The “symmetry” may be a reference to the tiger’s bodily stripes or an alternative reference could be that the tiger is nothing but evil on both sides.In ‘The lamb’ a continuation of the question is asking:”Give thee life and bid thee feedBy the stream and o’er the mead.”Blake continues to question the lamb’s existence and lists all the fantastic gifts its initiator had given him. An example of the gifts is giving it the gifts of life and precious food to survive.
In ‘The tyger’ the poet continues probing the tiger:”In what deeps or skiesBurn the fire of thine eyes.”The “skies” could be describing the distance beyond what is under our feet i.e. heaven and hell.
The reference to fire is demonstrated in many Blake poems as Blake was a devote Christian and fire is symbolic of Jesus being the light of the world. Although from an alternative perspective fire is damaging and can cause major destruction, as can a tiger, a wild animal.Blake mentions the offerings the lamb has received from its maker:”Gave thee clothing of delightSoftest clothing woolly, bright.”Gave thee such a tender voiceMaking all the vales rejoice?”This talks about the gifts that God has presented to the little lamb with such a woolly coat and bleating voice.
Blake further questions the tiger in this quotation:” On what wings dare he aspire?What the hand dare seize the fire?”The “wings” described maybe reference to angels of God and the fact that the tiger has freedom. The fact that he is so free elevates him. This is also an indirect way of asking who does the tiger worship. The fire mentioned may refer to Hell or the tiger being evil, destructive as an animal with an angry and aggressive temperament.
The tiger could be said to have wrath in its soul.In the last two lines of the first stanza the initial question is repeated:” Little lamb, who made thee;Dosr thou know who made thee?”The effect of this may be to emphasise the childlike quality the lamb has. The poet repeats the question for the lamb to understand and learn.The tiger’s questioning by Blake continues further:”What the hammer? What the chain?In what furnace was thy brain?What the anvil? What dread graspDare its deadly terrors clasp?”This verse speaks of the moulding and forming of the tiger through a rather industrial process.
Blake was a great believer in the natural way of life. Blake was completely against the industrial revolution and when describing the tiger the creation is made to sound mechanical. In Blake’s time period industry involved fire and heat especially when making metal-based products. The method is a complex process and Blake believed the industrial revolution was a negative, disparaging force and was destroying the uncomplicated way of life.
The tiger’s fabrication is perceived to be relentless, strenuous labour.’The Lamb’ starts the second stanza by vowing to respond to the question.”Little Lamb, I’ll tell thee,Little Lamb I’ll tell thee.”Blake replies to his own questioning by answering the lambs question for it.
This is because the lamb is a naï¿½ve creature, unaware of who created him.’The tyger’ in stanza four generates an image of the tiger:”When the stars threw down their spearsAnd water’d heaven with their tears,Did he smile his work to see?Did he who made the lamb make thee?”This incorporates the Genesis story and wonders if the God who made the lamb made the tiger. It is less straightforward to see that a benevolent God made such a ruthless creature. This stanza also includes the everyday elements too i.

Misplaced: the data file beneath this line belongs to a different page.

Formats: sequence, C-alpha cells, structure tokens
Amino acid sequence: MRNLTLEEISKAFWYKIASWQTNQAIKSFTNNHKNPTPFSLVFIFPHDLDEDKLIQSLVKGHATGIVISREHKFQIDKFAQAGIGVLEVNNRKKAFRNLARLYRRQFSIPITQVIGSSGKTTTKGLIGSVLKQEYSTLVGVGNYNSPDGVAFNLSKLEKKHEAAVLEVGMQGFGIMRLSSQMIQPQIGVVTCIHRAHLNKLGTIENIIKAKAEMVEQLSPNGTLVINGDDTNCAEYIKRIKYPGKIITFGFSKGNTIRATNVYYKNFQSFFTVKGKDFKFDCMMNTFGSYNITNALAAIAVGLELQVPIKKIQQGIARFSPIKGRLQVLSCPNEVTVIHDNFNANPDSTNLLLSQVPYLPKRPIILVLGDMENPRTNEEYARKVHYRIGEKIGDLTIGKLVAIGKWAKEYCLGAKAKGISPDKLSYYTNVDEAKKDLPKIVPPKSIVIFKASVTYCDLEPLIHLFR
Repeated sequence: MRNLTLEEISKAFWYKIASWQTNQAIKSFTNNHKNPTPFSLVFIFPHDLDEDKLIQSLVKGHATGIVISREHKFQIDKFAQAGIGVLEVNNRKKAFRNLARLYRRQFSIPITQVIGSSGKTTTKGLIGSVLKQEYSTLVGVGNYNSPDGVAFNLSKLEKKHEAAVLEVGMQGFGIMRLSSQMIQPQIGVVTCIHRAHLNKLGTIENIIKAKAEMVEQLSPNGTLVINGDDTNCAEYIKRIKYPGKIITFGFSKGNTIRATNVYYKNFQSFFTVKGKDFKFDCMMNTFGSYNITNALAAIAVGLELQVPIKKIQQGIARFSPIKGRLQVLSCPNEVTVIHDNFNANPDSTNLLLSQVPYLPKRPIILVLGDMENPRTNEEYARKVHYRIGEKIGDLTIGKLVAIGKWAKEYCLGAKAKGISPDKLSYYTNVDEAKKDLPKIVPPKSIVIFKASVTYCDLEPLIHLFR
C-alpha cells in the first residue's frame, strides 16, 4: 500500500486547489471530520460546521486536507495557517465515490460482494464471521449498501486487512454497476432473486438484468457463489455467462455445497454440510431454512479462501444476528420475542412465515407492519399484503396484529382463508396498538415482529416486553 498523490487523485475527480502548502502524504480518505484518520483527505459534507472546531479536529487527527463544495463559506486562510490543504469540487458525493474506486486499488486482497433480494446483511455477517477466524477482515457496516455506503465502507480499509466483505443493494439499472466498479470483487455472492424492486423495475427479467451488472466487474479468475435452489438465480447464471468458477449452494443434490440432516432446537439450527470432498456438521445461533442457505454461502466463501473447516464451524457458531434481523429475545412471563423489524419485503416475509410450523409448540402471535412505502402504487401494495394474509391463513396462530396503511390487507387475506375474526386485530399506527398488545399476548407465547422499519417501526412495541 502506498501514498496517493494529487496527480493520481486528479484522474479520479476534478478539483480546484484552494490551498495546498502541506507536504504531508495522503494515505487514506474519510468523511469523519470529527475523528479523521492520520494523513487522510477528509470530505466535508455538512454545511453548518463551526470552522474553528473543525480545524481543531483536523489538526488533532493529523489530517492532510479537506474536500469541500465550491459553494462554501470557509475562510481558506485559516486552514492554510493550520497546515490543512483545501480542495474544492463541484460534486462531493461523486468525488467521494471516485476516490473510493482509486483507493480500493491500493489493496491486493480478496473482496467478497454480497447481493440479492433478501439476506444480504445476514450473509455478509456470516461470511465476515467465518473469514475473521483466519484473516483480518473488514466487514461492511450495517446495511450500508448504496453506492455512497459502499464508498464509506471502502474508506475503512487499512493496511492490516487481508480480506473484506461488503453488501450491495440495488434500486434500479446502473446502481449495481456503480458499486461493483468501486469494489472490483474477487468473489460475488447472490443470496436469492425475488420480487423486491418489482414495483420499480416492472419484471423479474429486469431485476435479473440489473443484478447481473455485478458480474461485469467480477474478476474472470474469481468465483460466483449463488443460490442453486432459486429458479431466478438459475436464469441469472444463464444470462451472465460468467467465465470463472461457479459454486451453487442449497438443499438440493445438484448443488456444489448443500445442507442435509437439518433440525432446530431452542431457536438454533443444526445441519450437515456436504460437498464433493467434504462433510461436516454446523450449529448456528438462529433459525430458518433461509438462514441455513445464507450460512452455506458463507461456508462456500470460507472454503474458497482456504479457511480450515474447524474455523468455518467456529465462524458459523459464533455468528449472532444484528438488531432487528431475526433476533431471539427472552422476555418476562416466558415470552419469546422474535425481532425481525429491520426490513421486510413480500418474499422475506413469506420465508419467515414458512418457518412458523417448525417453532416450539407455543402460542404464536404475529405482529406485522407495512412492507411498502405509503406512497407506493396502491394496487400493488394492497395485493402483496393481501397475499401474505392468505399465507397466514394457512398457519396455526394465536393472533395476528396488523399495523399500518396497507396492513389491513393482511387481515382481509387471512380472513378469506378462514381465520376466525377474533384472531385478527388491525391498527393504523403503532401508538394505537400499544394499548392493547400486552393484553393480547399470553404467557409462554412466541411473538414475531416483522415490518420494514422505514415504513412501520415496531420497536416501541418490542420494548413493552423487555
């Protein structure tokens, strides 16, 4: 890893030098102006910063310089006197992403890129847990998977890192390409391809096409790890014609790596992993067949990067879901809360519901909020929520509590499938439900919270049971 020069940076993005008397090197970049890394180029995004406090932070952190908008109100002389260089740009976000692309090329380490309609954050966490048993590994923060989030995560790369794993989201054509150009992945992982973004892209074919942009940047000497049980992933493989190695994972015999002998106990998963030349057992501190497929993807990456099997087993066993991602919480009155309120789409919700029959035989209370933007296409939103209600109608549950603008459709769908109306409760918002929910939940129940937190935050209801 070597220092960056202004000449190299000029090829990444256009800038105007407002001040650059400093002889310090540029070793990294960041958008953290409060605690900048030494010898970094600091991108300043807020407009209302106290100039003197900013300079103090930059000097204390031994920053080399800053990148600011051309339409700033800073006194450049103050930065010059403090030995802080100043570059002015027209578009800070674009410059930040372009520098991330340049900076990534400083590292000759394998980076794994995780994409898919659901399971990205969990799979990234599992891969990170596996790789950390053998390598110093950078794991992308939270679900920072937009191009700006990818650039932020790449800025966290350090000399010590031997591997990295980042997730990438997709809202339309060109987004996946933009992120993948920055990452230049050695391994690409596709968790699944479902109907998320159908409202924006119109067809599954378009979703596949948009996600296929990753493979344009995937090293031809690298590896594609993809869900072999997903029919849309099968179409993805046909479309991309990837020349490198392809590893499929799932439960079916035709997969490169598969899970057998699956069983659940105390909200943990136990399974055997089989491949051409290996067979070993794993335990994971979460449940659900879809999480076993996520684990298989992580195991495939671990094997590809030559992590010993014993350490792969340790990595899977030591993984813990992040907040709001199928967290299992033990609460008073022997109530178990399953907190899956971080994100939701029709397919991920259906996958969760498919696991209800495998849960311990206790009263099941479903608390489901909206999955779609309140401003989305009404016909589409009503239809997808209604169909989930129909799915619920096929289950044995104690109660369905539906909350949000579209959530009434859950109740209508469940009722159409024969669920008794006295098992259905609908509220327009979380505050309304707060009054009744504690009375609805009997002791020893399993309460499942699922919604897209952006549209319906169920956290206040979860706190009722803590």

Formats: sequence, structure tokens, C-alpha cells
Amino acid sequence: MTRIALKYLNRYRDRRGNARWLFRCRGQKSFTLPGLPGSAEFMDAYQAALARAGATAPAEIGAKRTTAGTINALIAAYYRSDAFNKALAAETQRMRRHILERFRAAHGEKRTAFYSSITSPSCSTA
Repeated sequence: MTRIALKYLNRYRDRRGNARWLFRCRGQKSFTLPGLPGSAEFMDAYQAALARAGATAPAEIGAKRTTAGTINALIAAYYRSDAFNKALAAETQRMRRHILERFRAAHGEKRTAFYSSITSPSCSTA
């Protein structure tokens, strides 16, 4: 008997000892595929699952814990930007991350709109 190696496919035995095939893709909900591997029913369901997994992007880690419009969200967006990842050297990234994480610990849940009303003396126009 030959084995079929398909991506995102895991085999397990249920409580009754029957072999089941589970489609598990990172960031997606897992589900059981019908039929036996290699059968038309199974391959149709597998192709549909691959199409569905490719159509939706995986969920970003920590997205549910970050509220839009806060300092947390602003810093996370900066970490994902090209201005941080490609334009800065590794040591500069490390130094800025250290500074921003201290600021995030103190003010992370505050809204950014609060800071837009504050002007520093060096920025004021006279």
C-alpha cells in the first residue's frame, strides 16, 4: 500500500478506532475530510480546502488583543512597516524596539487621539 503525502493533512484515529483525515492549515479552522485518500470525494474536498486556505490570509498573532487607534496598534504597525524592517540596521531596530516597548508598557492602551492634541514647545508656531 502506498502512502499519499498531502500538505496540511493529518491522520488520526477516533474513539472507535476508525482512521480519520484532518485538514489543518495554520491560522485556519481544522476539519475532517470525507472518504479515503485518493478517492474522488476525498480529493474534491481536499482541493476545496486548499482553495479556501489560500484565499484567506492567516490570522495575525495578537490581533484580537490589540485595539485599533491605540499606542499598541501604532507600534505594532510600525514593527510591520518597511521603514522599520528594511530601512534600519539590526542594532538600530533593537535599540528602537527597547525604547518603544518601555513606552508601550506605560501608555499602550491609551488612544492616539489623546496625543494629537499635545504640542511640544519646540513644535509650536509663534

e. Rain, thunder and lightning.The finishing stanza of ‘The Tyger’ repeats the first verse; with the exception of the word “could” is substituted with the “dare”. By altering the structure of the inquiring the poem ends with a sense of uncertainty and incompleteness Blake refers to religion in answering the lambs question:”He is called by thy name,For he calls himself a lamb.
“This quotation refers to the fact Jesus is often called ‘The Lamb of God’. Through informing the audience that Jesus and the lamb have the same name, Blake is elevating the status of the lamb to one equal to that of God, elevated from mankind.Blake continues to contrast the qualities of the lamb with Christ:”He is meek and he is mildHe became a little childI a child and thou a lamb,We are called by his name.”The poet paints a mental portrait of both Jesus and the lamb.
Blake notifies the lamb that himself and Jesus were and are both children. Once again the lamb is set on equal status as God. The use of the words ‘meek’ and ‘mild’ generates a sense of humbleness and a quiet temperament about the lamb. Blake also mentions the detail that we are all lambs of God as we follow him and submit ourselves to his power.
Blake finishes the poem with a sense of completeness and finality:”Little lamb, God bless thee,Little lamb, God bless thee.”Blake emphasises the lamb’s childlike nature once again by repeating himself twice. Blake tells the lamb at the very end who did make himIn both poems Blake includes questioning in each. The manner in which Blake questions is diverse.
Blake questions the lamb in a childlike and simple manner such as ” Dost thou know who made me” yet the tiger is questioned is a complicated and uncertain manner.